Lindsay Purchase

Author headshotOkay, I’ll admit it. I’m tired of reading the words “The Great Resignation.”

Like the “future of work” and other overused, often misunderstood terms before it, the “Great [fill-in-the-blank]” has become a stand-in for any and all mainstream discussion connected to career development.

So, why use this construct and release a Careering issue on “The Great Careers Disconnect”? Because within this conversational anchor about labour market shifts, there is so much that’s going unsaid. And career professionals are ready to say the quiet part loudly.

Given that 45% of employers say they are not aware of career development professionals, according to a recent survey by CERIC and Environics, and LMIC research shows that only one in five adults have accessed career services, it is not surprising that public conversations around careers are narrowly focused. But it is a problem.

For this issue of Careering magazine, we asked people working in all areas of career development to reflect on the question: What gaps are you seeing in career services, career education, the labour market and the workplace – and what are your ideas to address them?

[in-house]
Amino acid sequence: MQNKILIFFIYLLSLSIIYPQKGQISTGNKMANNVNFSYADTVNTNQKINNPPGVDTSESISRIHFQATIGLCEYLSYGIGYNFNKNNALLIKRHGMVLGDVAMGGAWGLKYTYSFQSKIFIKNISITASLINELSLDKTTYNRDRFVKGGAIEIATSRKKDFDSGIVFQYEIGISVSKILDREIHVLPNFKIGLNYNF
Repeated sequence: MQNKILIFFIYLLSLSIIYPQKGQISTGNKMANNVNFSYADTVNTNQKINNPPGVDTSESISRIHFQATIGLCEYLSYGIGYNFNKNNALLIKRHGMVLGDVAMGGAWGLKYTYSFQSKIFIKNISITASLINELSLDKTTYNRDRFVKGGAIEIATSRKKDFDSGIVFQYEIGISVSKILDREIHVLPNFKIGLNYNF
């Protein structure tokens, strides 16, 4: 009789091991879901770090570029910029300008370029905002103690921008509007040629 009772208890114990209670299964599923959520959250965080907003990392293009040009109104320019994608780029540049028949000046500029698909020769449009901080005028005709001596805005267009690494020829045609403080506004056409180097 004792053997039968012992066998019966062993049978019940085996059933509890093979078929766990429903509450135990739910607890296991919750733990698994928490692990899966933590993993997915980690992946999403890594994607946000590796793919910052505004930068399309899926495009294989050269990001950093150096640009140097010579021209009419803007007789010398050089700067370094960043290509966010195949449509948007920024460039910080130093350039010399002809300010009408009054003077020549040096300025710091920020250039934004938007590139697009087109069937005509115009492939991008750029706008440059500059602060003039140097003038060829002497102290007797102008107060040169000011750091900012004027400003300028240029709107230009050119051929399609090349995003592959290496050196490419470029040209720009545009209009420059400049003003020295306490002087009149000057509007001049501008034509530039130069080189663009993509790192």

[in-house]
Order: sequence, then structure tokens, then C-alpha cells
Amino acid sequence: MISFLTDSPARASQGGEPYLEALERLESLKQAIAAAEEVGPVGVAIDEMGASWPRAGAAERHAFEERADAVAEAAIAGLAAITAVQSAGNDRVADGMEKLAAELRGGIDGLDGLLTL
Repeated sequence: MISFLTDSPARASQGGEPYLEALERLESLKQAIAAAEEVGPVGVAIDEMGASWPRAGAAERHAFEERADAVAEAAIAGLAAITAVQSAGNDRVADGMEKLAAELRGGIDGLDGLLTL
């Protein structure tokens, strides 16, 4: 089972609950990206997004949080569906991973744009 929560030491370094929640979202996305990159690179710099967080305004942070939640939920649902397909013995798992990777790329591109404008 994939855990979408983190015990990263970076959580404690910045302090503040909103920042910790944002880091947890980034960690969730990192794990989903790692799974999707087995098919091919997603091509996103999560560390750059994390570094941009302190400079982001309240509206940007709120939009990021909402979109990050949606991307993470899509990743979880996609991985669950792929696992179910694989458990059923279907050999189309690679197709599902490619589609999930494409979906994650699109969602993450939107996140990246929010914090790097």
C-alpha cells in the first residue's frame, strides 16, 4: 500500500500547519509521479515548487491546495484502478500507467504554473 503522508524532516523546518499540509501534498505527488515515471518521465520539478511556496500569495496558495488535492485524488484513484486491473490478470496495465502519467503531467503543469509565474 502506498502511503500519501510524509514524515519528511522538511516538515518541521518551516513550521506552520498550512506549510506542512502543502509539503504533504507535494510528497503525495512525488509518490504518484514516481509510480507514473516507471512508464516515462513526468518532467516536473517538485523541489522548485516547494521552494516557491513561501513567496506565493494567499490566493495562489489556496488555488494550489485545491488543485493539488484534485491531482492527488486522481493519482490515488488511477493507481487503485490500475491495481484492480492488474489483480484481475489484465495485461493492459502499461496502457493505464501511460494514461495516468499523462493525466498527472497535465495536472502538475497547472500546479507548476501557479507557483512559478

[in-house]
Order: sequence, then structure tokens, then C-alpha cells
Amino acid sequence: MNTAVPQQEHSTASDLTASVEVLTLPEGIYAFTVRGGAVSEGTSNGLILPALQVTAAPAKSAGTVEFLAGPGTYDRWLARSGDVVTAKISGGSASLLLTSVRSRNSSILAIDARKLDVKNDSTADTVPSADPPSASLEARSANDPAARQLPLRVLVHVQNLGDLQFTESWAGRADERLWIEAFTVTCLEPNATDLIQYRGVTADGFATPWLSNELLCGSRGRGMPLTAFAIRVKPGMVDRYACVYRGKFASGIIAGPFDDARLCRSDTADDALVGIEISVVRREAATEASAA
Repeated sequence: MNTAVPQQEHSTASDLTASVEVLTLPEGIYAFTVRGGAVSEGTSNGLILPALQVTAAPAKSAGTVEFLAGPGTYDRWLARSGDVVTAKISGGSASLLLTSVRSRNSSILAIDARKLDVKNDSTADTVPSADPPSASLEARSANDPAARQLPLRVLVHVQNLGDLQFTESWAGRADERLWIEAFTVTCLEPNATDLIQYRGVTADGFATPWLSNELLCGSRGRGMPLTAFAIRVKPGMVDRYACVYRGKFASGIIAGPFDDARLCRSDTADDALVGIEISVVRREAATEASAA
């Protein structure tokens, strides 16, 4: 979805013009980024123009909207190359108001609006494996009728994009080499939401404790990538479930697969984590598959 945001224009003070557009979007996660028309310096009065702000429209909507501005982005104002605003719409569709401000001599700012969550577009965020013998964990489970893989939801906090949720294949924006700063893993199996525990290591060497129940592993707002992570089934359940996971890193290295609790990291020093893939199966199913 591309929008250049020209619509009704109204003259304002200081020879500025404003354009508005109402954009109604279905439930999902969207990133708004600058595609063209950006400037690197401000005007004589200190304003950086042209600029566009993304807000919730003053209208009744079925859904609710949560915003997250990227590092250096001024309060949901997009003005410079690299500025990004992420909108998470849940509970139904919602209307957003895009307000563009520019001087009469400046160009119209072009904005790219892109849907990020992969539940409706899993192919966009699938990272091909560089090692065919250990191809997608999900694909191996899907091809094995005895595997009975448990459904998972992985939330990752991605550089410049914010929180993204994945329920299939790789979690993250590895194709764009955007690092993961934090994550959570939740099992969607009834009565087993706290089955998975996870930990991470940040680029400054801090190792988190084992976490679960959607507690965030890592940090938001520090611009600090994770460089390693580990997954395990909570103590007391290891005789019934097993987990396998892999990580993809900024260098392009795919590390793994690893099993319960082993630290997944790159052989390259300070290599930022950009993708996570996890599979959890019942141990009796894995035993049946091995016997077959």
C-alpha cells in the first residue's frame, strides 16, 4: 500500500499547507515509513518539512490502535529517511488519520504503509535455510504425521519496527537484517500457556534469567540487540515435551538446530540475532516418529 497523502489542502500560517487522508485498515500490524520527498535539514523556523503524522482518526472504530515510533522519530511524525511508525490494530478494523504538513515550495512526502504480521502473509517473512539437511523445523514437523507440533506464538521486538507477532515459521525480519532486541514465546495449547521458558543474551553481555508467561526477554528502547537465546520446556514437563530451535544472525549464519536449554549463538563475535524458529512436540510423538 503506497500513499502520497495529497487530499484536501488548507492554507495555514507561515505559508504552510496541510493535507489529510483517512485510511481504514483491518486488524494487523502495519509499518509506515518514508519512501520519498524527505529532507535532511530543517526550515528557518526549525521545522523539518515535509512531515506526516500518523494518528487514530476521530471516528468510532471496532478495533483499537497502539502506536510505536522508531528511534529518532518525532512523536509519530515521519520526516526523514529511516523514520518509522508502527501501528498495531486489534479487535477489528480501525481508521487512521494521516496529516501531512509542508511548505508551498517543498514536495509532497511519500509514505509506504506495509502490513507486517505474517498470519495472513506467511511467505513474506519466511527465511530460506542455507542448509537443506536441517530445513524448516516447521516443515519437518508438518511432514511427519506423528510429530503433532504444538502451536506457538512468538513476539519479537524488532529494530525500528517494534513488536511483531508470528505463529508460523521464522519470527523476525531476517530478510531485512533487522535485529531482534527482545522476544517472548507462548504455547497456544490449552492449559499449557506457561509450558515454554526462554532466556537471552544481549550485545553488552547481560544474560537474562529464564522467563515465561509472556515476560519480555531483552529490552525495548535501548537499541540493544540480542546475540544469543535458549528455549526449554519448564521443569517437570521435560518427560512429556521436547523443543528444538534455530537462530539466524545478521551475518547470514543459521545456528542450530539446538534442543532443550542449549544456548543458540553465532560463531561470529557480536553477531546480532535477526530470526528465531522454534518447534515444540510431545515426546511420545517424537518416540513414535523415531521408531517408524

Those working with youth spotted disconnects between employer hiring practices and student needs, as well as in the piece-meal approach to K-12 career development across the country. One author questioned why career professionals don’t talk more about unions, while another explored the issue of values disconnects at work.

While articles raise key challenges in the “Great Careers Disconnect,” this issue is also about highlighting creative solutions and building bridges.

Several articles reflected a desire to improve equity, diversity and inclusion within career development systems, including building a sustainable future of work for the Black community and supporting jobseekers with disabilities to identify their strengths. Others identified key improvements that can be made to support newcomer professionals and international students.

Of course, we can’t cover it all. If this issue sparks ideas for you about disconnects in work and education, talk about it! Start a conversation with colleagues. Advocate for change. Write about your curious questions and thoughtful solutions (shameless plug: Maybe for CERIC’s CareerWise website? All are welcome.).

For now, happy reading!